As Anderson argues, the press was essential in providing “the technical means to „re-presenting‟” the imagined community (Anderson, 1991: 25). The rise of print-capitalism allowed for “reproductibility and dissemination” of the ideals that structured the community and caused “rapidly growing numbers of people to think about themselves, and to relate themselves to others, in profoundly new ways” (Anderson, 1991: 36-37). In the case of the Spanish Civil War, the press was only a part of the series of cultural artifacts that helped to create and perpetuate the aura of the Spanish Republican cause.

Newspapers, magazines, films, documentaries, newsreels, songs, poems, novels, essays, paintings, and posters helped to communicate the Spanish struggle for democracy under the menace of fascism. By the 1930‟s the press already had a long tradition as a means to create a sense of the working class community1. But, after all, the press was only a medium among others. As Sergei Eisenstein‟s Bronenosets Potyomkin (1925) and Leni Riefenstahl‟s Triumf des Willens (1935) and Olympia (1938) proved film had already acquired an immense potential for the transmission of ideology by the late 1930s. Moving pictures allowed an even greater extent of “infinite reproductibility” than the press (Anderson, 1991: 182).

However, it remains unexplained how certain culturally specific messages can be received and interpreted internationally. In the case of The Spanish Earth, the main goal was to awaken social interest about the conflict in international audiences and to capitalize upon this interest in a certain level of commitment and actual intervention. In order to understand how this film pursued this aim, it is necessary to take into account a series of concepts borrowed from social psychology.

Our further research on the construction of an international fraternity, should take into account the notion of gemeinschaftsgefuhl, or social interest, developed by Alfred Adler.

In Spain, the first newspaper affiliated with the labor movement was El eco de la clase obrera, published in Madrid in 1855. The second one appeared nine years later in Barcelona with the title El obrero. From then on, the number of labor newspapers and magazines in Spain increased exponentially until the 1930s. For a detailed account of the role of the press in the Spanish Civil War see Jordana Mendelson‟s Revistas y guerra.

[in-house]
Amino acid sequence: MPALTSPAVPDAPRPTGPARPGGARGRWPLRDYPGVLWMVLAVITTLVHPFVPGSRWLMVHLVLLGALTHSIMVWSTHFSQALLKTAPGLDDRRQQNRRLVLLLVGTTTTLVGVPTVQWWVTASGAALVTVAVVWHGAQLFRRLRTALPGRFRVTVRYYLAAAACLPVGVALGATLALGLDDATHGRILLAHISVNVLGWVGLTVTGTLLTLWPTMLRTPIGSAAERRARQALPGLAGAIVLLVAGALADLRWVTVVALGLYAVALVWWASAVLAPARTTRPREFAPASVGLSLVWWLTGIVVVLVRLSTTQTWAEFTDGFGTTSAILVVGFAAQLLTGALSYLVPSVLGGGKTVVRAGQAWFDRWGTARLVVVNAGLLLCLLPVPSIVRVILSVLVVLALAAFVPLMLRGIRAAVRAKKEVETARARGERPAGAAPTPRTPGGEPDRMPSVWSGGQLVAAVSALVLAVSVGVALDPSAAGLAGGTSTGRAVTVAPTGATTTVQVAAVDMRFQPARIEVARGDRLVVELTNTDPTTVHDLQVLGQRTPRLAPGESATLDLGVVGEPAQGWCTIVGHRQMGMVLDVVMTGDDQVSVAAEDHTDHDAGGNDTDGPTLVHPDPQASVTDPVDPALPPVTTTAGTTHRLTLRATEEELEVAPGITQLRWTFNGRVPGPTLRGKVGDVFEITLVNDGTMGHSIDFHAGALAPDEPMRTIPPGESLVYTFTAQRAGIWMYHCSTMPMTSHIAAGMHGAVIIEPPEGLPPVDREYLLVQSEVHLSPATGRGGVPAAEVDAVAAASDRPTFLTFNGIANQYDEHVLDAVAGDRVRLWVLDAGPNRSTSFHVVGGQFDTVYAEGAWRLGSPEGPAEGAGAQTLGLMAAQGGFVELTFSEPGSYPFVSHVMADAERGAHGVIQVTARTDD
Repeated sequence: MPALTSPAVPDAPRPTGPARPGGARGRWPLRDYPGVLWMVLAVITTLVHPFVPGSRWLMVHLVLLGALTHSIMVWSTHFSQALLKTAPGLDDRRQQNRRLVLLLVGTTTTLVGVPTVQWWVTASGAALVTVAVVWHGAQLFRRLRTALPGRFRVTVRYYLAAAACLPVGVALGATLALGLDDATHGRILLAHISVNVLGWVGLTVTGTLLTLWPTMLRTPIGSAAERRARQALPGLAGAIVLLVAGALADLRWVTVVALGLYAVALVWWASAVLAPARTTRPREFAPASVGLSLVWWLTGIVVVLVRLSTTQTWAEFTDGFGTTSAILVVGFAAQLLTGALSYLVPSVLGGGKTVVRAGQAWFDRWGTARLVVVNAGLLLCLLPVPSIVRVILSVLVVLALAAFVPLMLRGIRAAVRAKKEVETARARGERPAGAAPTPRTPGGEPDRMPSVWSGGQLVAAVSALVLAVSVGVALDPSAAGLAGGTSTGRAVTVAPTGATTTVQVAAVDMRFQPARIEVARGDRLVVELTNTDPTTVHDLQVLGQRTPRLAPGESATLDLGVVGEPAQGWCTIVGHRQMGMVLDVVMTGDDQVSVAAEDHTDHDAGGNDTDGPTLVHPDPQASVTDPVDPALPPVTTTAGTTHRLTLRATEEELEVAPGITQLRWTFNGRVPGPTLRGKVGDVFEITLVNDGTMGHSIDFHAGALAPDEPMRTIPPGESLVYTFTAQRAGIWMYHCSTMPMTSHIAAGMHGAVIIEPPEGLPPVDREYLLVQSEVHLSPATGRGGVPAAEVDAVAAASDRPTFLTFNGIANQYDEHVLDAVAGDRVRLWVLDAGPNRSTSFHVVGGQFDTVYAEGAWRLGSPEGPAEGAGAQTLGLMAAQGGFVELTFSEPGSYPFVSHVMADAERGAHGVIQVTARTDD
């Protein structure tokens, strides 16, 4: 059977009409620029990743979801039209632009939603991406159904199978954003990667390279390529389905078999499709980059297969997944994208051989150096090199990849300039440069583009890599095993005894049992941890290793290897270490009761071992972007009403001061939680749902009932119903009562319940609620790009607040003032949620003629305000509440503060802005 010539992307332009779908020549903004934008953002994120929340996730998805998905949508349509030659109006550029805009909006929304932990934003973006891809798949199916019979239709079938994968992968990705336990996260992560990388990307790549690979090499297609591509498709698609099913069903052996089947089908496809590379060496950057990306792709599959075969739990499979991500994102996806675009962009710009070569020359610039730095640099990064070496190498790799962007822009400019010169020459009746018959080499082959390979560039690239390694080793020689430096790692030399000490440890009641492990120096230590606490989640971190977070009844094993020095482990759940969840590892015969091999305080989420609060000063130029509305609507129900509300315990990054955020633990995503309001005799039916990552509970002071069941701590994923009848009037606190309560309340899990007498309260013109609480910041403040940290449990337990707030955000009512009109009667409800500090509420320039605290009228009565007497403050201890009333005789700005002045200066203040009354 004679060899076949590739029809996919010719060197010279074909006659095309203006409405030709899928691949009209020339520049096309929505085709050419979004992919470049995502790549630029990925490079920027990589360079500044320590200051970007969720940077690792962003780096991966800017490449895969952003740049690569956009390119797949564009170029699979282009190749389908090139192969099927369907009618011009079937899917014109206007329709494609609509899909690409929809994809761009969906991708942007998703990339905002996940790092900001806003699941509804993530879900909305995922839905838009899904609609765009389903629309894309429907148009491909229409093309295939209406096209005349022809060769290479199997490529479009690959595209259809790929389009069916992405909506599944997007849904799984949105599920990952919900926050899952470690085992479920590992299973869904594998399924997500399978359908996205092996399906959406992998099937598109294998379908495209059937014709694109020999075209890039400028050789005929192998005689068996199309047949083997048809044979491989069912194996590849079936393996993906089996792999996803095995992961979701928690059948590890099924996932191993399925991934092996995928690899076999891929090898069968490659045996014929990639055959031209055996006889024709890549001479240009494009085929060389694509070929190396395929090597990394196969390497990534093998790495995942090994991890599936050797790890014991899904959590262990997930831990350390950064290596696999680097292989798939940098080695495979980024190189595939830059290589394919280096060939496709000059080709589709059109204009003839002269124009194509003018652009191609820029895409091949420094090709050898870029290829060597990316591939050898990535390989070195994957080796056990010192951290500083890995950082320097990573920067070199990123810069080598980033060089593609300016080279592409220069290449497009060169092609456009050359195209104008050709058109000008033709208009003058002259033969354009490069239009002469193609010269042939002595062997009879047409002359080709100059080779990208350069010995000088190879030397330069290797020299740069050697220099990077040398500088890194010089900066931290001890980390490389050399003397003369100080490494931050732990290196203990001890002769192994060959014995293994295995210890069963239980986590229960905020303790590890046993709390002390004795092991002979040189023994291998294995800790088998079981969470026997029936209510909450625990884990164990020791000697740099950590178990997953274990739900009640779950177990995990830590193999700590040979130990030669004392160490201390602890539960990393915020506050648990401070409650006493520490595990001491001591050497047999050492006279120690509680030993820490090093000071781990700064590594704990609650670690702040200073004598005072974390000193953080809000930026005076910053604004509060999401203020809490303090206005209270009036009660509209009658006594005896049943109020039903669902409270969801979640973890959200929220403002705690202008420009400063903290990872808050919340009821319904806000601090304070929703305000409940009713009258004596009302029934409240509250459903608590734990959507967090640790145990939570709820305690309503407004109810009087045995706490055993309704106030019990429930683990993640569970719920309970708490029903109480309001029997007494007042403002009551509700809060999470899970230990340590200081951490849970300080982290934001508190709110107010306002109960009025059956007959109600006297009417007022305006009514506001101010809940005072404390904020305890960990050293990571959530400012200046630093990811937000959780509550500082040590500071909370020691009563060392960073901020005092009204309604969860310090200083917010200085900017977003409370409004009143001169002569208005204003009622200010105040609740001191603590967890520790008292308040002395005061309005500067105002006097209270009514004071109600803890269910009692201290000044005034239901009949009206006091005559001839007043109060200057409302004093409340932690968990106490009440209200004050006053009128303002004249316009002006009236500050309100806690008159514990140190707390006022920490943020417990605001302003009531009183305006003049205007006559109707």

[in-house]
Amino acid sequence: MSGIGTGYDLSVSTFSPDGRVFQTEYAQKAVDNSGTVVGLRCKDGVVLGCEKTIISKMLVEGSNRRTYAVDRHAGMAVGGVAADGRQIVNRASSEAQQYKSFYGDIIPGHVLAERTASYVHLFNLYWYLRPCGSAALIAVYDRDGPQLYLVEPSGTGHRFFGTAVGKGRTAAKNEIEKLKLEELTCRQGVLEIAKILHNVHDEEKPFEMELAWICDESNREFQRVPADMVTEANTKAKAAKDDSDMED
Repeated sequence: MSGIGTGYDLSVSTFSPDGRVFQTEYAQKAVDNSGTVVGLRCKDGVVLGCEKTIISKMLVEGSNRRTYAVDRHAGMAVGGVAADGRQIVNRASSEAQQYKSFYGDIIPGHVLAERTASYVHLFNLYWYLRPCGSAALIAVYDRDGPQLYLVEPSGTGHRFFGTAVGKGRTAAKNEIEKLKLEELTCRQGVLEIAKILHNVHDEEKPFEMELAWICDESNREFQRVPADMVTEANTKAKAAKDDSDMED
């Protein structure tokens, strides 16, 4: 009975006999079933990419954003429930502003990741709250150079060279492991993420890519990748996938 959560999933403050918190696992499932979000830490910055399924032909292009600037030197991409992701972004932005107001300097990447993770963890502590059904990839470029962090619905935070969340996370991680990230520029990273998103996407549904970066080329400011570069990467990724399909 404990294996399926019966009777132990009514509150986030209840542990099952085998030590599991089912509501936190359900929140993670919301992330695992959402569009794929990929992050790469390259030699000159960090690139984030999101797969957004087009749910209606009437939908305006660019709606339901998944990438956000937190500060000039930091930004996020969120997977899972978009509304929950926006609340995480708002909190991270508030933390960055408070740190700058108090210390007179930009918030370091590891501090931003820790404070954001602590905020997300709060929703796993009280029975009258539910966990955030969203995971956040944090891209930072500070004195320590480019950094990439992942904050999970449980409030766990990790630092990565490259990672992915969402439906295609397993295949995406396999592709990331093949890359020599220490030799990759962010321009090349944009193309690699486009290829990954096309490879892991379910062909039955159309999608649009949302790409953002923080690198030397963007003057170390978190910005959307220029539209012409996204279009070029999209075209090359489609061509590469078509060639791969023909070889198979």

REVISTA FORMA //VOL 10 TARDOR 2014 // ISSN 2013-7761 // 61


According to Kelly, the notion of social interest “refers to an innate potential of the human being to develop an identification with and feeling for other people” (Kelly, 1994: 434).

Undoubtedly, The Spanish Earth strongly and optimistically relies on this “innate potential” of “identification.” For the Contemporary Historians collective, the role of this film was to arise a clear feeling of empathy towards the Spanish population and the cause of the Spanish Republic. Interestingly enough, the Contemporary Historians‟ project did not try to dissolve the otherness of Spain and of Spaniards in the eyes of foreign audiences. Far from it, The Spanish Earth stressed a sense of ultimate otherness by portraying Spain as a prelapsarian society. The Spanish Earth emphasizes the image of a seemingly innocent and unspoiled rural Spain, which could be perceived as the ultimate other by the modern urban audiences of France, Britain and the United States.

As defined by Eisenberg, empathy is “an emotional reaction to another‟s emotional

state or condition that is consistent with the other‟s state or condition” (Eisenberg, 1994:

247). Under the menace of fascism, most of the cultural products from the Republican side put forth an effort to make empathy surface in global audiences and, eventually, to turn this empathy in any kind of pro-social behavior. The reception process of this kind of cultural production relied on the total implication of the receiver in the cause transmitted by the sender of the message. In this case, no aesthetic distance is desired. The receiver is forced to take a stance in front of the message. According to social psychology, in these cases, the receiver shifts towards “perspective taking,” which is a cognitive process, rather than an emotional one, that leads to the “comprehension of another‟s internal psychological processes such as their thoughts and feelings” (Eisenberg, 1994: 247). Perspective taking

would then move the subject to activate a specific prosocial behavior (Eisenberg, 1994: